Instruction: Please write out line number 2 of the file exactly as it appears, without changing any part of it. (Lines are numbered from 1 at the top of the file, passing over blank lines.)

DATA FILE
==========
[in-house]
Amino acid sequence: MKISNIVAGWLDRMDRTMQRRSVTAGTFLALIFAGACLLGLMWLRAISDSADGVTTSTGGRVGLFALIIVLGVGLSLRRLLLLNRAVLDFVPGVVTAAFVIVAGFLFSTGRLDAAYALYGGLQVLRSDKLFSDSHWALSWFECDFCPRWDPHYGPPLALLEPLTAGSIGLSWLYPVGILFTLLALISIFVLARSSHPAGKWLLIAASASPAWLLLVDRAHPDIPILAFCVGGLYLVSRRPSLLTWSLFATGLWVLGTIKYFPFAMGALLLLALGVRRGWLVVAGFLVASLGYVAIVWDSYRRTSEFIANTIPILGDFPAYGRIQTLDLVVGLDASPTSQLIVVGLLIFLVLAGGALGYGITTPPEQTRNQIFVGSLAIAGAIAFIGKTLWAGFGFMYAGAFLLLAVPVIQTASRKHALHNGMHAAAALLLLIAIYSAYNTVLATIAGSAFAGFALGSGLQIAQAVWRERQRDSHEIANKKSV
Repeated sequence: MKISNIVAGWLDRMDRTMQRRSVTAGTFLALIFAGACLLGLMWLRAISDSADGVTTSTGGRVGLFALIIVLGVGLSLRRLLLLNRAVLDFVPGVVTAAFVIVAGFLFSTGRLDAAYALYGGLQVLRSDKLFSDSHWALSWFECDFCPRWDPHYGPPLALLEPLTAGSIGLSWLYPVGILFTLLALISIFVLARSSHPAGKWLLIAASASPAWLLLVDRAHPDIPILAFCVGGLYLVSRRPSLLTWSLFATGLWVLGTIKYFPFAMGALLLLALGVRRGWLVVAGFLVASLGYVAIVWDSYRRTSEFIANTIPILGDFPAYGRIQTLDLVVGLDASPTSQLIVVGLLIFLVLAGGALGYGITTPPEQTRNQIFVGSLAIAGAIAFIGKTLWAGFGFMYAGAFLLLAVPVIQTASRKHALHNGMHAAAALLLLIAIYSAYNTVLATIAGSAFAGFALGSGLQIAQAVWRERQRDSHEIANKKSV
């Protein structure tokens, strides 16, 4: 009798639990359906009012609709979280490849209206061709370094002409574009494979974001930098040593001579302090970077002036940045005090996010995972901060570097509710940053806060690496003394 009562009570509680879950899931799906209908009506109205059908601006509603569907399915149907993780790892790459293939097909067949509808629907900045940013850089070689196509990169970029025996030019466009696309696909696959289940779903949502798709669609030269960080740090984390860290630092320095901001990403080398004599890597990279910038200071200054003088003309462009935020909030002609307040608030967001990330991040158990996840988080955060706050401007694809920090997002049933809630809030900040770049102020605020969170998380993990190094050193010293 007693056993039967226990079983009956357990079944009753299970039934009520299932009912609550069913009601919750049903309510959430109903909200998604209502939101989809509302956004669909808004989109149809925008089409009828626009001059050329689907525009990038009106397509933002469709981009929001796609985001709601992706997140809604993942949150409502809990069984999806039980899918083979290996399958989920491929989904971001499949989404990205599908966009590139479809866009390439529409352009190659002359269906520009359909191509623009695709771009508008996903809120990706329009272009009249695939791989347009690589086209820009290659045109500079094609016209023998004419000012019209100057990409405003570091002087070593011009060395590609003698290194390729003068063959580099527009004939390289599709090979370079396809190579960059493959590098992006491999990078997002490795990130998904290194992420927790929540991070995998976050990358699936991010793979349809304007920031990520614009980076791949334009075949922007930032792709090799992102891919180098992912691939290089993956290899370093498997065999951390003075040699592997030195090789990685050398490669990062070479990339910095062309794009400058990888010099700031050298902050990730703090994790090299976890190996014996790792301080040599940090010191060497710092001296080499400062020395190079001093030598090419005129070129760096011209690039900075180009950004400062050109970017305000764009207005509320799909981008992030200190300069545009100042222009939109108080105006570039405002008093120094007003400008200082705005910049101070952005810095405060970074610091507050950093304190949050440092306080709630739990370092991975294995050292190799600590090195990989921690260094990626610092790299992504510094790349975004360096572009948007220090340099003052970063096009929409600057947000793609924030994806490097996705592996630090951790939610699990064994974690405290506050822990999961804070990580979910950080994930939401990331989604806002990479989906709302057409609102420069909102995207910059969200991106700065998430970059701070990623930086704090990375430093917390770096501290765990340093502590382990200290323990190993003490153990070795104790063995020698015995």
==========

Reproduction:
Amino acid sequence: MKISNIVAGWLDRMDRTMQRRSVTAGTFLALIFAGACLLGLMWLRAISDSADGVTTSTGGRVGLFALIIVLGVGLSLRRLLLLNRAVLDFVPGVVTAAFVIVAGFLFSTGRLDAAYALYGGLQVLRSDKLFSDSHWALSWFECDFCPRWDPHYGPPLALLEPLTAGSIGLSWLYPVGILFTLLALISIFVLARSSHPAGKWLLIAASASPAWLLLVDRAHPDIPILAFCVGGLYLVSRRPSLLTWSLFATGLWVLGTIKYFPFAMGALLLLALGVRRGWLVVAGFLVASLGYVAIVWDSYRRTSEFIANTIPILGDFPAYGRIQTLDLVVGLDASPTSQLIVVGLLIFLVLAGGALGYGITTPPEQTRNQIFVGSLAIAGAIAFIGKTLWAGFGFMYAGAFLLLAVPVIQTASRKHALHNGMHAAAALLLLIAIYSAYNTVLATIAGSAFAGFALGSGLQIAQAVWRERQRDSHEIANKKSV